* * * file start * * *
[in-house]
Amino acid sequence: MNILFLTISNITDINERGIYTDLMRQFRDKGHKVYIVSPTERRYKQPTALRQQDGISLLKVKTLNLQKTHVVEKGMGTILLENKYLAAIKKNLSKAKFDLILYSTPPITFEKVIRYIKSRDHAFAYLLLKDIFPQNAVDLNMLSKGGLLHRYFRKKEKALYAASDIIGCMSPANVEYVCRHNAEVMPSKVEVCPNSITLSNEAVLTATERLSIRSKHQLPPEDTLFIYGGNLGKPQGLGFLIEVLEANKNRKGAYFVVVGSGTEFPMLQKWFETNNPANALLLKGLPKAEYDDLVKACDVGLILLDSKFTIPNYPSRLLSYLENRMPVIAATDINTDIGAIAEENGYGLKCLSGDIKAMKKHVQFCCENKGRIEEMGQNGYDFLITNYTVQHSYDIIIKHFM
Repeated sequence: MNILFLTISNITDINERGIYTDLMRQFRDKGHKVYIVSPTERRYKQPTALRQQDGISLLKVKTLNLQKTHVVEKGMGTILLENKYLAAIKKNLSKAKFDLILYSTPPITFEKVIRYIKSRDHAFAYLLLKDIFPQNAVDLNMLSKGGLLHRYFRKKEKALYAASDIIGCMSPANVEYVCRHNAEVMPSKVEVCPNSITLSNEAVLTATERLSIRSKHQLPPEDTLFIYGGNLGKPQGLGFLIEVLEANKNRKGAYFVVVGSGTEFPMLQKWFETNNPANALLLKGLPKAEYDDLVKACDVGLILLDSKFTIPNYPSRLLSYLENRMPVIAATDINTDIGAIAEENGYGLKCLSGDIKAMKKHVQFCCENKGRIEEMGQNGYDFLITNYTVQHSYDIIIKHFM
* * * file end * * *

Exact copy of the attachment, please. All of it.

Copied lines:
[in-house]
Amino acid sequence: MNILFLTISNITDINERGIYTDLMRQFRDKGHKVYIVSPTERRYKQPTALRQQDGISLLKVKTLNLQKTHVVEKGMGTILLENKYLAAIKKNLSKAKFDLILYSTPPITFEKVIRYIKSRDHAFAYLLLKDIFPQNAVDLNMLSKGGLLHRYFRKKEKALYAASDIIGCMSPANVEYVCRHNAEVMPSKVEVCPNSITLSNEAVLTATERLSIRSKHQLPPEDTLFIYGGNLGKPQGLGFLIEVLEANKNRKGAYFVVVGSGTEFPMLQKWFETNNPANALLLKGLPKAEYDDLVKACDVGLILLDSKFTIPNYPSRLLSYLENRMPVIAATDINTDIGAIAEENGYGLKCLSGDIKAMKKHVQFCCENKGRIEEMGQNGYDFLITNYTVQHSYDIIIKHFM
Repeated sequence: MNILFLTISNITDINERGIYTDLMRQFRDKGHKVYIVSPTERRYKQPTALRQQDGISLLKVKTLNLQKTHVVEKGMGTILLENKYLAAIKKNLSKAKFDLILYSTPPITFEKVIRYIKSRDHAFAYLLLKDIFPQNAVDLNMLSKGGLLHRYFRKKEKALYAASDIIGCMSPANVEYVCRHNAEVMPSKVEVCPNSITLSNEAVLTATERLSIRSKHQLPPEDTLFIYGGNLGKPQGLGFLIEVLEANKNRKGAYFVVVGSGTEFPMLQKWFETNNPANALLLKGLPKAEYDDLVKACDVGLILLDSKFTIPNYPSRLLSYLENRMPVIAATDINTDIGAIAEENGYGLKCLSGDIKAMKKHVQFCCENKGRIEEMGQNGYDFLITNYTVQHSYDIIIKHFM